What once went up came whimpering down. Carter, the player who had been known as Half Man, Half Amazing, earned a shorter sobriquet: Half a Man. No other All-Star took half as long to get up after being knocked down, nor complained half as much about the pains of playing hard. In 2003, the Raptors tried to get him help, using the fourth pick in the league’s draft to acquire Chris Bosh, a power forward with a dazzling all-around game.
In theory, Bosh and a healthy, motivated Carter should have developed into a fearsome inside-out tandem, just as Carter and McGrady, playing together in their primes, could have been forerunners to Miami’s LeBron James and Dwyane Wade, the NBA’s current dominant tandem. (Those two play like twin wrecking balls swinging at the same target.) Carter, though, had already come down from the clouds. “I don’t want to dunk anymore,” he told reporters in 2004, then proved it by settling for jumpshots whenever possible. On several nights at the ACC, I joined the chorus of shouts—“Come on, man! Take him!”—lobbed at Carter whenever he settled for low-risk, low-effort shots against lesser defenders. Soon afterward, he requested a trade out of Toronto. Eight days before Christmas 2004, he was shipped to the New Jersey Nets. The Raptors were left to rebuild around Bosh.
The Bosh era was ultimately as successful as the Carter era, which is to say the team briefly threatened to become good, if not great. In 2006–07, they took their first division title. And still they lost in the first round of the playoffs, to an underdog Nets team that featured a rejuvenated Carter. It was a minor mercy that the series ended in New Jersey instead of in Toronto.
Bosh became the latest high-profile defector in the summer of 2010, landing with the Miami Heat, where he joined James and Wade to form the NBA’s most potent lineup. They became champions together earlier this year, forged by the fire of playing under team president Pat Riley, a basketball lifer who demands maximum commitment from his players, coaches, managers, and minions.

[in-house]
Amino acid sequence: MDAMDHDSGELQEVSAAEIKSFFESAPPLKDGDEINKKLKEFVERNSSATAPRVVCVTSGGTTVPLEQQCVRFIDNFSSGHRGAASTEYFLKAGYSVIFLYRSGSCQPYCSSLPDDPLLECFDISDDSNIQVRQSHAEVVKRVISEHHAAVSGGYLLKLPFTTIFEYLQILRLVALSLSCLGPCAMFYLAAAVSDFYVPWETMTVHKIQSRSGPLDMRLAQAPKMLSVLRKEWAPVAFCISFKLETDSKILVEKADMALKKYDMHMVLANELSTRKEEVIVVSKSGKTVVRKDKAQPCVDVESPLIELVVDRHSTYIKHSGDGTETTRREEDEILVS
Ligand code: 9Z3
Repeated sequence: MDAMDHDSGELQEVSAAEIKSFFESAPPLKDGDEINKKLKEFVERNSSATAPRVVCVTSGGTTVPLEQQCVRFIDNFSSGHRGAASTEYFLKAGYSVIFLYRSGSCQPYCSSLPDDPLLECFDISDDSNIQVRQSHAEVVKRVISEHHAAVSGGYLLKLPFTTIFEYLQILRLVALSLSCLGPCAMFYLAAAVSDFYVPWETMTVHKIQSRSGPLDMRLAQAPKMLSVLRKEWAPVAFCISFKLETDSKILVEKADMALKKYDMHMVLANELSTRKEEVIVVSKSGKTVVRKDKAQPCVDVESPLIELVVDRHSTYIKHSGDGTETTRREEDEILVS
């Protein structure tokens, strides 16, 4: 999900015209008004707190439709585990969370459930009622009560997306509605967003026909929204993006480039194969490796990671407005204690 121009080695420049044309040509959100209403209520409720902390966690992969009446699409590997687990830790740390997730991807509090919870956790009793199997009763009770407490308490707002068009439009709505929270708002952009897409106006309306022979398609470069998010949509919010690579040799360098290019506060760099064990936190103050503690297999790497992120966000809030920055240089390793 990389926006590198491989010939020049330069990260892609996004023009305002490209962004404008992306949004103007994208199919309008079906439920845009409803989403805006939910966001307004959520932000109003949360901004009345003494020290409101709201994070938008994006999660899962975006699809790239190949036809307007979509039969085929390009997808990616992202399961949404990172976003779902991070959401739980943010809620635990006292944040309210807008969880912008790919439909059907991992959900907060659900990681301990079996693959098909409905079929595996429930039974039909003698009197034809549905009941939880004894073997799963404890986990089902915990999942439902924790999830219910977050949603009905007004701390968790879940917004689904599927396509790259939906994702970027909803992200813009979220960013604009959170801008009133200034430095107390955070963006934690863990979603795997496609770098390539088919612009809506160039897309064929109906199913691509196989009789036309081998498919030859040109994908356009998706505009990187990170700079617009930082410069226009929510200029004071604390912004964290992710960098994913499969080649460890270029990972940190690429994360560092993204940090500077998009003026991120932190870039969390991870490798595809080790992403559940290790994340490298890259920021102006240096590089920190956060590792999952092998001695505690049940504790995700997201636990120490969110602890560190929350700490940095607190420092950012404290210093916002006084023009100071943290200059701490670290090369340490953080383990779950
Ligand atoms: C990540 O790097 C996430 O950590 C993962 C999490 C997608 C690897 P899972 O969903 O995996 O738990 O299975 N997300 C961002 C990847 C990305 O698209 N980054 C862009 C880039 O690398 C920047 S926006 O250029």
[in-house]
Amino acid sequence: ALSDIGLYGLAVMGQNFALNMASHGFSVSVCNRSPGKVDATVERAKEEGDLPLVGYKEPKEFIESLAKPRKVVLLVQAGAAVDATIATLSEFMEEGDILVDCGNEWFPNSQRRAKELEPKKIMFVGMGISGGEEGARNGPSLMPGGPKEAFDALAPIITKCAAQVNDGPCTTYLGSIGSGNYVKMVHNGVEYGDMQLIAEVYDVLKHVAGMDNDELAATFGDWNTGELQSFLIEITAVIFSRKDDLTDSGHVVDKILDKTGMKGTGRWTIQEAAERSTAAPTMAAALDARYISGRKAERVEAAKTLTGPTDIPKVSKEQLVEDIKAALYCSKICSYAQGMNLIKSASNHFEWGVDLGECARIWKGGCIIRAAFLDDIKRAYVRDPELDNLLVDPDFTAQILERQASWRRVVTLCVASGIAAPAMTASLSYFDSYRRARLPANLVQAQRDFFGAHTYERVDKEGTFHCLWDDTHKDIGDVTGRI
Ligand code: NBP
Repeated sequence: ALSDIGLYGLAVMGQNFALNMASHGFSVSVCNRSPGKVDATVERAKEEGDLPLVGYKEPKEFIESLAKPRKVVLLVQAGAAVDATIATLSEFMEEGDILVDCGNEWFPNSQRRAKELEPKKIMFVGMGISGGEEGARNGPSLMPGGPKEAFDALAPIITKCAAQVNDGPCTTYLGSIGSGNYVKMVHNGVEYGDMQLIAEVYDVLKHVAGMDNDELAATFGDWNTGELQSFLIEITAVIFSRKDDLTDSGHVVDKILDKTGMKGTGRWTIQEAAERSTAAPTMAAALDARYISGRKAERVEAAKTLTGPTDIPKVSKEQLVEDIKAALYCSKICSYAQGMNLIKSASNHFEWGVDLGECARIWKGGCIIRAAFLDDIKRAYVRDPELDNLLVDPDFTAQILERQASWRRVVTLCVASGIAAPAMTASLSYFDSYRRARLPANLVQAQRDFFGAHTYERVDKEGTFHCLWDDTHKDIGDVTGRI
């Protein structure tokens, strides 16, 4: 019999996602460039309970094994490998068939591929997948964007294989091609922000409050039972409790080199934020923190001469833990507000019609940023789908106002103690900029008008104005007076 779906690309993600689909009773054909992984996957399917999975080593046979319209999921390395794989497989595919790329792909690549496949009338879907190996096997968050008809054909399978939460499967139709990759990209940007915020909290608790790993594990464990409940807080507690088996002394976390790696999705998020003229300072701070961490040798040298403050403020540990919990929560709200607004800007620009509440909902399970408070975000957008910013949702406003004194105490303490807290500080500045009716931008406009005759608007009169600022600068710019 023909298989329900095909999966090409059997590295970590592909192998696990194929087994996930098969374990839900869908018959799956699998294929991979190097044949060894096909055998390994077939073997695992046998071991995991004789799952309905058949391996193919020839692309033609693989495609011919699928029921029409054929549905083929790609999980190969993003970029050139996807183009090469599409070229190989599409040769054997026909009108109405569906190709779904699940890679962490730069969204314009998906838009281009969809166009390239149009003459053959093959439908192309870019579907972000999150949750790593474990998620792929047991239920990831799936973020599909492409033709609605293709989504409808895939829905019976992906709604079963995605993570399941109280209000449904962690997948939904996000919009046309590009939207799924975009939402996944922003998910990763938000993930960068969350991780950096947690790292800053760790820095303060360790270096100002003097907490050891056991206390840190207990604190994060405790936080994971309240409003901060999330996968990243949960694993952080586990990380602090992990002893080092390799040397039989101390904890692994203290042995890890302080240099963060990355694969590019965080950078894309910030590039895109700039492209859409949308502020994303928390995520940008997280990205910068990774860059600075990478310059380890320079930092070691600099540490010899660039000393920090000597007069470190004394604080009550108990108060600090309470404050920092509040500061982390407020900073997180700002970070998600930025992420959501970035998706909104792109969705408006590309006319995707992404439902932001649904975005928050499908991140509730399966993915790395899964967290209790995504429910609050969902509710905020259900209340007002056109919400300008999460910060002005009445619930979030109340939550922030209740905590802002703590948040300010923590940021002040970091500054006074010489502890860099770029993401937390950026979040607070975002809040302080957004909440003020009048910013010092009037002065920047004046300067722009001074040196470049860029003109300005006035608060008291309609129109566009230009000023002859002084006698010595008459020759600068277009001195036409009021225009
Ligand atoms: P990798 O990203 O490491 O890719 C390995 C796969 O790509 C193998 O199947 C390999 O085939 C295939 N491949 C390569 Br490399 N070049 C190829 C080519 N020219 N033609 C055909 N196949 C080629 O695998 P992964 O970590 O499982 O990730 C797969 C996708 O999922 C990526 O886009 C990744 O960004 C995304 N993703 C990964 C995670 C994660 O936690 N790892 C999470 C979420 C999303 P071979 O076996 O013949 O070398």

If a rising tide lifts all boats, then a shitty hockey team sinks all hope. Upon being acquired by MLSE, the Raptors inherited a culture of losing: the Maple Leafs have not hoisted the Stanley Cup since 1967. Nor have they needed to; the team is the National Hockey League’s most valuable franchise. Within MLSE, which also owns soccer’s floundering Toronto FC, winning rarely comes first. The message from the top of the organization to its managers and coaches is not win, but earn.
In professional sports, however, few championships are won without risk. For the Raptors, the greatest risk not taken remains glaringly obvious: overspending to keep McGrady, then overspending again to shape an administration capable of managing his and Carter’s expanding egos. It’s unlikely that a team with that core would have been in position to draft either Bosh or current forward Andrea Bargnani (who was a No. 1 draft pick in 2006 and has yet to play up to the standard that achievement implies), but talent functions like a magnet, and who can guess which dominant free agents would have wanted to join a Raptors team that actually lived up to its name.